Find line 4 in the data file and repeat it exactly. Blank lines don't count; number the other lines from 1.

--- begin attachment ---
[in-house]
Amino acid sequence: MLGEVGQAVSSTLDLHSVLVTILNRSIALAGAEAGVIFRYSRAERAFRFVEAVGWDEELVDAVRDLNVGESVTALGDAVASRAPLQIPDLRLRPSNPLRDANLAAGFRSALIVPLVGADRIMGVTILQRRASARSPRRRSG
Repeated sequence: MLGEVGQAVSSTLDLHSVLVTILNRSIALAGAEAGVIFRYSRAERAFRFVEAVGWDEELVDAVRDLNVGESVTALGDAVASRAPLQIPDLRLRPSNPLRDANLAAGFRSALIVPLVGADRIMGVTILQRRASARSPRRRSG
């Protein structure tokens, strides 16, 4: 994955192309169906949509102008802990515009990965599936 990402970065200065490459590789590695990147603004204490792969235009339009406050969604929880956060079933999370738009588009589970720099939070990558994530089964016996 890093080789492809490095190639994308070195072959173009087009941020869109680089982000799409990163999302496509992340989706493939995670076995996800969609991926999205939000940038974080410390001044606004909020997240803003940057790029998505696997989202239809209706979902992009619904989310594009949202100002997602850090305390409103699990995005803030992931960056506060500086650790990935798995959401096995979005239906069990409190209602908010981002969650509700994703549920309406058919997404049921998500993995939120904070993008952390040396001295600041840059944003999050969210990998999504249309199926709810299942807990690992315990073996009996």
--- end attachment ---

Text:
């Protein structure tokens, strides 16, 4: 994955192309169906949509102008802990515009990965599936 990402970065200065490459590789590695990147603004204490792969235009339009406050969604929880956060079933999370738009588009589970720099939070990558994530089964016996 890093080789492809490095190639994308070195072959173009087009941020869109680089982000799409990163999302496509992340989706493939995670076995996800969609991926999205939000940038974080410390001044606004909020997240803003940057790029998505696997989202239809209706979902992009619904989310594009949202100002997602850090305390409103699990995005803030992931960056506060500086650790990935798995959401096995979005239906069990409190209602908010981002969650509700994703549920309406058919997404049921998500993995939120904070993008952390040396001295600041840059944003999050969210990998999504249309199926709810299942807990690992315990073996009996």